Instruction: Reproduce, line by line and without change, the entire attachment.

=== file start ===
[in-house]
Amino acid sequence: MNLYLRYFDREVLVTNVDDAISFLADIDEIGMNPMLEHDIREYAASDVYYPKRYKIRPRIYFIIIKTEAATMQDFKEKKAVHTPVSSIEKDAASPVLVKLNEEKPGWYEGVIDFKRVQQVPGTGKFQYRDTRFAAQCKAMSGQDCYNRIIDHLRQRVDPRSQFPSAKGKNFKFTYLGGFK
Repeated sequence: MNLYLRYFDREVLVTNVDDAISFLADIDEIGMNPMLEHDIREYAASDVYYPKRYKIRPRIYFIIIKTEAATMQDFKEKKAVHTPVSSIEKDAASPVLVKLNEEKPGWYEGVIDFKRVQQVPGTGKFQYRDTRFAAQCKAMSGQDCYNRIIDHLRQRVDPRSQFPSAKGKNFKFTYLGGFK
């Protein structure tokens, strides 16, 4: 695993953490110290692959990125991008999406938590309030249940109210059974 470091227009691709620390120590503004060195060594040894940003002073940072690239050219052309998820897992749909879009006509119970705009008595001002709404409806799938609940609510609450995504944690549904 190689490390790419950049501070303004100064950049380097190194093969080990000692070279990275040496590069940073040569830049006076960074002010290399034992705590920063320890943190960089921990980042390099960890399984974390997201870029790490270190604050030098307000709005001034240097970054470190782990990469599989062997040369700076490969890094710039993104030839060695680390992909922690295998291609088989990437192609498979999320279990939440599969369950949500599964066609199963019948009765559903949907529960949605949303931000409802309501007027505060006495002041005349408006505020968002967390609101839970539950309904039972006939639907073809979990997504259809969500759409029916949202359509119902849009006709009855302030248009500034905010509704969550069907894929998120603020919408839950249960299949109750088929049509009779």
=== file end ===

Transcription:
[in-house]
Amino acid sequence: MNLYLRYFDREVLVTNVDDAISFLADIDEIGMNPMLEHDIREYAASDVYYPKRYKIRPRIYFIIIKTEAATMQDFKEKKAVHTPVSSIEKDAASPVLVKLNEEKPGWYEGVIDFKRVQQVPGTGKFQYRDTRFAAQCKAMSGQDCYNRIIDHLRQRVDPRSQFPSAKGKNFKFTYLGGFK
Repeated sequence: MNLYLRYFDREVLVTNVDDAISFLADIDEIGMNPMLEHDIREYAASDVYYPKRYKIRPRIYFIIIKTEAATMQDFKEKKAVHTPVSSIEKDAASPVLVKLNEEKPGWYEGVIDFKRVQQVPGTGKFQYRDTRFAAQCKAMSGQDCYNRIIDHLRQRVDPRSQFPSAKGKNFKFTYLGGFK
């Protein structure tokens, strides 16, 4: 695993953490110290692959990125991008999406938590309030249940109210059974 470091227009691709620390120590503004060195060594040894940003002073940072690239050219052309998820897992749909879009006509119970705009008595001002709404409806799938609940609510609450995504944690549904 190689490390790419950049501070303004100064950049380097190194093969080990000692070279990275040496590069940073040569830049006076960074002010290399034992705590920063320890943190960089921990980042390099960890399984974390997201870029790490270190604050030098307000709005001034240097970054470190782990990469599989062997040369700076490969890094710039993104030839060695680390992909922690295998291609088989990437192609498979999320279990939440599969369950949500599964066609199963019948009765559903949907529960949605949303931000409802309501007027505060006495002041005349408006505020968002967390609101839970539950309904039972006939639907073809979990997504259809969500759409029916949202359509119902849009006709009855302030248009500034905010509704969550069907894929998120603020919408839950249960299949109750088929049509009779």